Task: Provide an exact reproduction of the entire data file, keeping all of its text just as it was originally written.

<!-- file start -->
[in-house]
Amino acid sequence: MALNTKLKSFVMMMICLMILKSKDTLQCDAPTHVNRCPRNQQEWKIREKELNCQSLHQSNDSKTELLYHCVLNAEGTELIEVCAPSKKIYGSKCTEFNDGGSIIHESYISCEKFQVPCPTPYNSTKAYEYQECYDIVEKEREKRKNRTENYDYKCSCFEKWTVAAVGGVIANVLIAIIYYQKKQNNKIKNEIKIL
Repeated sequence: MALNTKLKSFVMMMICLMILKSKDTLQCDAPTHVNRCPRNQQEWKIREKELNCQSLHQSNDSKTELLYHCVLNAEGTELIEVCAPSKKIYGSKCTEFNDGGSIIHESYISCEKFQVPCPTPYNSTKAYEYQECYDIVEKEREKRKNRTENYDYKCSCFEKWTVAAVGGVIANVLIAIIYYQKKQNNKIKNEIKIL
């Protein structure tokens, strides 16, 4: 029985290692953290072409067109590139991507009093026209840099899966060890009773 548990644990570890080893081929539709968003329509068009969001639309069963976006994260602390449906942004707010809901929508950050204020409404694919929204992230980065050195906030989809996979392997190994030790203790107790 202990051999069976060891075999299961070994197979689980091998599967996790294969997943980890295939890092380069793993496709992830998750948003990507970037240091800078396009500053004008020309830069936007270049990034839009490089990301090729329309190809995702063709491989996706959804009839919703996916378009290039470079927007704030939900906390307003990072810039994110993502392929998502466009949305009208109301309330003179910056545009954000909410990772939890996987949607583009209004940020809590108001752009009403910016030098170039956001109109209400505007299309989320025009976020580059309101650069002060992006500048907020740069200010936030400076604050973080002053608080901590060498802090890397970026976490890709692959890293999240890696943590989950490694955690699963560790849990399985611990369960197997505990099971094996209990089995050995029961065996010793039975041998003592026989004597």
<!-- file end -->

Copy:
[in-house]
Amino acid sequence: MALNTKLKSFVMMMICLMILKSKDTLQCDAPTHVNRCPRNQQEWKIREKELNCQSLHQSNDSKTELLYHCVLNAEGTELIEVCAPSKKIYGSKCTEFNDGGSIIHESYISCEKFQVPCPTPYNSTKAYEYQECYDIVEKEREKRKNRTENYDYKCSCFEKWTVAAVGGVIANVLIAIIYYQKKQNNKIKNEIKIL
Repeated sequence: MALNTKLKSFVMMMICLMILKSKDTLQCDAPTHVNRCPRNQQEWKIREKELNCQSLHQSNDSKTELLYHCVLNAEGTELIEVCAPSKKIYGSKCTEFNDGGSIIHESYISCEKFQVPCPTPYNSTKAYEYQECYDIVEKEREKRKNRTENYDYKCSCFEKWTVAAVGGVIANVLIAIIYYQKKQNNKIKNEIKIL
């Protein structure tokens, strides 16, 4: 029985290692953290072409067109590139991507009093026209840099899966060890009773 548990644990570890080893081929539709968003329509068009969001639309069963976006994260602390449906942004707010809901929508950050204020409404694919929204992230980065050195906030989809996979392997190994030790203790107790 202990051999069976060891075999299961070994197979689980091998599967996790294969997943980890295939890092380069793993496709992830998750948003990507970037240091800078396009500053004008020309830069936007270049990034839009490089990301090729329309190809995702063709491989996706959804009839919703996916378009290039470079927007704030939900906390307003990072810039994110993502392929998502466009949305009208109301309330003179910056545009954000909410990772939890996987949607583009209004940020809590108001752009009403910016030098170039956001109109209400505007299309989320025009976020580059309101650069002060992006500048907020740069200010936030400076604050973080002053608080901590060498802090890397970026976490890709692959890293999240890696943590989950490694955690699963560790849990399985611990369960197997505990099971094996209990089995050995029961065996010793039975041998003592026989004597």